On my next school day I put the forms in my bag and went off to the school where I'm studying Thai. After school I went the stall where I usually eat my lunch. While I was eating a storm hit. A heavy storm. There was no way I was leaving until it finished. I didn't have an umbrella. My bag was sitting on the ground between my feet—safe there I trust. No, it wasn't. After a while I noticed that the water was running through the stall and my bag was sitting in it. The form had got wet through and was unusable. Fortunately the photos were OK.

On the way home I dropped into the university, visited my friend and showed him the form that there was no point in him trying to fill in. I said I'd return after I'd gone back to the embassy for another form.

Back to the embassy a couple of days later, after my next Thai lesson. Go through the same process of the security checks and all the gates and doors, take a number and once again I'm first in line. While I'm waiting a young guy comes in and I'm able to give him some tips on where to go in Thailand. He has another month here. Hope he hasn't lost his passport. I have a different officer this time. She almost reluctantly gives me a second form. Do they have to account for them our something? As she gives it to me she gives me lots of advice about my application like 'Make sure you use black ink. Do you have this? Do you have that?'

Yeah, I'd read all that stuff and I knew what I had to do but the fact that she felt she needed to explain it to me makes me wonder just how many people come in who have done it wrong. If it is so easy, would she feel the need to give this advice?

Amongst all the instructions I had noticed that it says that supporting documents, if in a foreign language, must be accompanied by a translation. I asked about my police report. It's in Thai. Do I need a translation?

Yes, she was helpful and pointed me to a translation service in the next street. Back through all the security, outside, around the corner and wait while they decipher the cop's writing. I'd tried to read it myself and have to admit my Thai wasn't good enough. But they didn't find it all that much easier. The police officer is in the wrong profession. Should have been a doctor.

A few days later I go back to the university and my friend fills in the guarantor's page. For occupation he writes 'professor' which is correct but I wonder if they can cope with this.

On my next school day I put all the papers and supporting documents into a plastic envelope inside my bag. Yes, I've learned a lesson. And the plastic envelope is also a good idea when I reach the embassy because it holds all the bits together once I leave my bag behind at security. Back upstairs to the consular section and take my number.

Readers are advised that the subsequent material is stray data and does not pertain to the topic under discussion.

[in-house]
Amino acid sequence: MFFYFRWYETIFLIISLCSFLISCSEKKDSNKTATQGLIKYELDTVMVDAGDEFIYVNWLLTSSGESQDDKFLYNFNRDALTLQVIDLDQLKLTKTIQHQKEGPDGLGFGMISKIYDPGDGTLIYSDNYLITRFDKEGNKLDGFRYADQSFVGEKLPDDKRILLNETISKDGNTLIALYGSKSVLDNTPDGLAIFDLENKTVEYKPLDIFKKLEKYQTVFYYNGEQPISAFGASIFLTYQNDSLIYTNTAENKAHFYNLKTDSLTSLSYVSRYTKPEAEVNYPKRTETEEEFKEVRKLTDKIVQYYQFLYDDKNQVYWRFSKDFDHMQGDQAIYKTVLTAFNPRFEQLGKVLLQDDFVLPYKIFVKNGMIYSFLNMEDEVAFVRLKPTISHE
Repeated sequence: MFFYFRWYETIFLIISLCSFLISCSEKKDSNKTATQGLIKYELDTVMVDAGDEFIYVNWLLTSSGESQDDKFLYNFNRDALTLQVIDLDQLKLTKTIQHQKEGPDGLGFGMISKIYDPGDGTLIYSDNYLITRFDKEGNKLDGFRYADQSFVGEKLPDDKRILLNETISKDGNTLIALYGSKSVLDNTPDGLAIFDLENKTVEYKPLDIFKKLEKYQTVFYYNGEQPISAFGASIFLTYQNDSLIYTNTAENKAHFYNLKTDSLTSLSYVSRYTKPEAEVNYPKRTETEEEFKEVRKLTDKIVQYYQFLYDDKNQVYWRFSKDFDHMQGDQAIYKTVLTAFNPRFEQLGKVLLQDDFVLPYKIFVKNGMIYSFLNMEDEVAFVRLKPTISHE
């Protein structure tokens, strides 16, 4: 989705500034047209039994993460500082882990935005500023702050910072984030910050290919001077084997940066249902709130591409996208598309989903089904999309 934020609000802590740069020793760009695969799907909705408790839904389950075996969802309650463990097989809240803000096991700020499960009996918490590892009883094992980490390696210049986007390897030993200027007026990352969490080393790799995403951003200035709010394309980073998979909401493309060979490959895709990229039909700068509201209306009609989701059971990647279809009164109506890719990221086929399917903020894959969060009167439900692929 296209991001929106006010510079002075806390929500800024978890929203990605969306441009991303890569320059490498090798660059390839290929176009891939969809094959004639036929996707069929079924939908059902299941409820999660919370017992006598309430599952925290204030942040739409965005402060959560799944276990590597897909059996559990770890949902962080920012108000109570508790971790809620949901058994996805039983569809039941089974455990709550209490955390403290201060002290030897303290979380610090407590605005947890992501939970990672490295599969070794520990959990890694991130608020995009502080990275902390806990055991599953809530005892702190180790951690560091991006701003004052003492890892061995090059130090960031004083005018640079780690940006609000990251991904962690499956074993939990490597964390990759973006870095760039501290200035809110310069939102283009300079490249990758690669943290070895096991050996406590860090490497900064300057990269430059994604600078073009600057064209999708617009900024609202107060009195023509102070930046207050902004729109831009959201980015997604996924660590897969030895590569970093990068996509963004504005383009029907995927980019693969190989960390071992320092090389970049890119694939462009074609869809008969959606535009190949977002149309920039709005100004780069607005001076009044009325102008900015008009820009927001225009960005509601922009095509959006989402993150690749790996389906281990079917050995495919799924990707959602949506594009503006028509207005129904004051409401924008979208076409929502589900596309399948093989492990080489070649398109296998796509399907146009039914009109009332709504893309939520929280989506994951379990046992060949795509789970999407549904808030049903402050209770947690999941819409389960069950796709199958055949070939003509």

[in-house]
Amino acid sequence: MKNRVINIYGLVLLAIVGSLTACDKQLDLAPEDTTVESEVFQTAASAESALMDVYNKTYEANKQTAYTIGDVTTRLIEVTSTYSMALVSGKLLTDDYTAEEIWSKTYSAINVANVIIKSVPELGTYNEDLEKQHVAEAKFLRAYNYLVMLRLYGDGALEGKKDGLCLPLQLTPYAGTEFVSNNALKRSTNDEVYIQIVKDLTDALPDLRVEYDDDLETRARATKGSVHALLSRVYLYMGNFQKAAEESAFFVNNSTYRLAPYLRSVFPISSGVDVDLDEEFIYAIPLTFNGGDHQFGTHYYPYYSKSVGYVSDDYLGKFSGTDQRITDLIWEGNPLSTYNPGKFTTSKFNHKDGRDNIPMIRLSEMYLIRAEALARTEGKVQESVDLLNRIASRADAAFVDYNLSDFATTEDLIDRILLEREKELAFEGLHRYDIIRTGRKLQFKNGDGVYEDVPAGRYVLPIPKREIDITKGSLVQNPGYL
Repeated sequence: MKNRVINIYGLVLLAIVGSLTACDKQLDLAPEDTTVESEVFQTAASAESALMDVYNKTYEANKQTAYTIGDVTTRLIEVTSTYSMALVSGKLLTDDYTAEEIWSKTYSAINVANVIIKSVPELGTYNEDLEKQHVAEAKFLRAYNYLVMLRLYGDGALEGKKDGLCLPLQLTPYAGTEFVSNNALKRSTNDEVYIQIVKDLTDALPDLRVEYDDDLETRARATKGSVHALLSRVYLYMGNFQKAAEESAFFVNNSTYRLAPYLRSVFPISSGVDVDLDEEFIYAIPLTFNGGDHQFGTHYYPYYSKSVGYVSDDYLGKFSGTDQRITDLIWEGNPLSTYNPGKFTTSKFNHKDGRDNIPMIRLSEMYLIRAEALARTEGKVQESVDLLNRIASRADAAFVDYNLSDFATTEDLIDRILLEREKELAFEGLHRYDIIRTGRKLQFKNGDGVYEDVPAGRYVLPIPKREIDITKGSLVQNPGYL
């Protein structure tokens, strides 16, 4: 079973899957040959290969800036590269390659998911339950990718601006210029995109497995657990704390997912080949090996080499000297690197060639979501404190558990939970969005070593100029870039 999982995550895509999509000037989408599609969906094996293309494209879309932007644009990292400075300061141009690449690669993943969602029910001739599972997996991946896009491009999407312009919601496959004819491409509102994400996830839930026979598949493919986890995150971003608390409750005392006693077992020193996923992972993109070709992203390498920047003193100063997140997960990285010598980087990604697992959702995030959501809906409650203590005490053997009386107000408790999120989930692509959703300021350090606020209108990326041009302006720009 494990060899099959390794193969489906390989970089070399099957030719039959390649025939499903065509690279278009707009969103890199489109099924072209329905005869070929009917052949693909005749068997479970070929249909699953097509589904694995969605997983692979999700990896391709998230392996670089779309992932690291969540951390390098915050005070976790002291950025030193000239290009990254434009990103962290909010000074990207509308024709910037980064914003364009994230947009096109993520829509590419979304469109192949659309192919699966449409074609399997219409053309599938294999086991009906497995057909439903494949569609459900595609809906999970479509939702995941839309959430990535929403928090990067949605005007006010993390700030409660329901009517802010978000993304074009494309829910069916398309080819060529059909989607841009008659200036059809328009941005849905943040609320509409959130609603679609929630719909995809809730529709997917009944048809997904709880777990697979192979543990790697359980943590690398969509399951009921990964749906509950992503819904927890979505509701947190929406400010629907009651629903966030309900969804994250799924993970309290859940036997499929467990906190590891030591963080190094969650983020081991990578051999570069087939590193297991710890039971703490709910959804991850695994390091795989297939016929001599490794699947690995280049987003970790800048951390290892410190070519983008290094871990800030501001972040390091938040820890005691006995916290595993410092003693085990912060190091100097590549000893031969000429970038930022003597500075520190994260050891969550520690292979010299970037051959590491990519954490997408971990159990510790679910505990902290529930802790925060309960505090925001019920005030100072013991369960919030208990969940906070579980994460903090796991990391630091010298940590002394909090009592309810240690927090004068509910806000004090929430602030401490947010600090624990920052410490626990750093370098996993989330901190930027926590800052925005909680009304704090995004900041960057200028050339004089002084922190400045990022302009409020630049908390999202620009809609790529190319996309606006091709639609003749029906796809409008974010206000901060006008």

I get the same woman as last time—the one with the helpful advice. I had wondered about the photos. When I had measured them neither of the two sizes seemed exactly correct. I'd got my professor friend to sign on two to be safe. But they are OK. She checks through the form asking a few questions. She comes to the guarantee section. 'What's a professor?'

In Thai there are two words for teacher. A teacher at a school is known as 'kroo', at a university 'aa-jaan'. 'Aa-jaan,' I answer. She accepts that but writes 'teacher' in the spaces following. There doesn't seem to be a problem that it is a teacher. I assume that means the information I was given on my first visit was incorrect.

In my previous passport blog I mentioned that I had to pay a $200 'fine' for losing my passport once again. This was wrong. They count how many times in total you've lost a passport in the past five years. I was almost there, almost out of the danger zone. It was 2004 when I had passports stolen twice. But three times in five years means a $400 'fine'. That's on top of the $200 fee for the passport.

How can they justify this? Not the fine, I'll come to that later, but $200 for a passport is over the top. Sure it's embedded with electronic information but that doesn't cost $200. I don't believe so. I expect more for that much money. For $200 I want something I can't lose. I want my passport tattooed on my chest or surely they can plant a chip under my skin somehow. They blame me for losing the passport but are they doing their bit? For $200, I expect something better. But what do I get—an easily-lost glorified 32 page piece of stationery.

BTW, last time I opted for the 64 page passport. As a frequent traveller even that wasn't going to see me out for the full ten years, at four years it was already way past half full. But why pay extra for a big one? If it gets stolen it's so much more to lose.

She can't find anything wrong with my application, accepts my money and gives me a receipt. I'm to come back in a few weeks to pick up my new passport.